Sure, I know pie crusts can be found pretty easily in the refrigerator section of the grocery store. But I would argue that it can be a really fun process to learn how to make your own crust. For me, my pie crusts have been a labor of love over the years. I’m constantly perfecting my pie crusts with lots of practice. I play with how I crimp the edges, mess with the latices, and design different patterns on the top. But really, in the end, if I’m going to bother to make a pie filling, then it seems that the least I could do is surround the filling with a little extra love.
Pie crust recipes are not super complicated. The ingredients don’t vary much between one recipe and the other. The difference between a flakey crust and a less perfect crust comes out in the techniques. This post is intended to give you a quick start into making a crust. I learned originally from a basic recipe in my Betty Crocker cookbook, and that’s still where I sometimes send people for help.
If you decide you want more pie crust in your life, then I recommend delving into more details after you have tried a basic recipe a few times. This will give you a feel for where you need to polish your technique. There are lots of good classes, books, and videos available with tips to a great pie crust. But for beginners, I recommend keeping it simple and not getting too bogged down in the details.
Here are a couple of my tips to get started:
- One, keep things chilled – this includes both the ingredients and yourself.
- Two, roll from the center of the dough out.
- Three, give yourself time. Start the dough the morning or even day before you want to bake the pie. This allows time for chilling and also time for mistakes.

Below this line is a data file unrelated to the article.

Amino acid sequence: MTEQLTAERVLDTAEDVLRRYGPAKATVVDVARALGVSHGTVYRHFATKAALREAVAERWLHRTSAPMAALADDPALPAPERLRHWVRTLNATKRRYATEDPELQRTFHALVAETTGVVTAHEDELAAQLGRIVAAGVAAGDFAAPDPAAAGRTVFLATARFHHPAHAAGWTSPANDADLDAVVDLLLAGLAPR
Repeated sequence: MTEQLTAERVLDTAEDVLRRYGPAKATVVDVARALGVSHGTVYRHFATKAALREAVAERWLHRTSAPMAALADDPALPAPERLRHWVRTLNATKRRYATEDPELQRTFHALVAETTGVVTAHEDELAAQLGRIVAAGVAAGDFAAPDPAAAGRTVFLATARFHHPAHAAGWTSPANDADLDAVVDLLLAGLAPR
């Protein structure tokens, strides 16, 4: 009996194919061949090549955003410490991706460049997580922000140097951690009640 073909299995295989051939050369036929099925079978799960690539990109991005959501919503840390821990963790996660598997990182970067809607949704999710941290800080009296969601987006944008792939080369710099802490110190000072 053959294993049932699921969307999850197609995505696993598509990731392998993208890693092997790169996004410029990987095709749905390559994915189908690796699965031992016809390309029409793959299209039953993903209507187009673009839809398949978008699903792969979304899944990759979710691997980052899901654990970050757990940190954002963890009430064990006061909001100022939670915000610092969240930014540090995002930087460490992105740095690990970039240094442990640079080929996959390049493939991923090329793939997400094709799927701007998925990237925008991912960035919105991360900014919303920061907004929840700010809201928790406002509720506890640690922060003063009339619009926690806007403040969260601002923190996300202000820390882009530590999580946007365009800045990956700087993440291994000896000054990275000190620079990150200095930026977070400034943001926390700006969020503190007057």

Butter Pie Crust
- 2 1/2 cups (300 g) all-purpose flour
- 1/2 teaspoon salt
- 14 T unsalted butter, chilled and cut into cubes (see notes)
- 1/2 cup ice water + 1-2 T more as needed
- Additional flour for rolling out dough
- In a large bowl, add the flour and salt and stir to combine. Add the butter to the flour and toss with your fingers. At this point, you can use a pastry blender, or your fingers to cut the butter into the flour. You should try to work quickly here. If you are using your fingers and it is a warm day, you can chill your fingers with ice cubes before you start. The key is to try to keep the dough chilled. If using your fingers, rub the butter into the flour. Cut the butter into the dry ingredients until the mixture looks crumbly and the largest pieces are the size of peas.
- Sprinkle ice water, one to two tablespoons at a time, over the mixture and toss with your fingers or two forks. Add water by the tablespoon until the dough holds together when you squeeze a handful of it.
- Turn the dough out onto the counter and divide the dough in half. Gently shape each half into a disc about 4-5 inches across. If you are making a lattice top pie, you can shape the dough into a 6×3 inch rectangle. Wrap the dough in plastic wrap. Seal any broken edges by rolling the wrapped dough along the edge. Place in the refrigerator and chill for at least a couple hours before rolling out. Ideally, the dough can be made the day ahead.
- At this point, the dough will keep about 2 days in the fridge or it can be put into plastic bags and frozen for up to 6 months. If frozen, remove it the day before you plan to use and thaw in the fridge.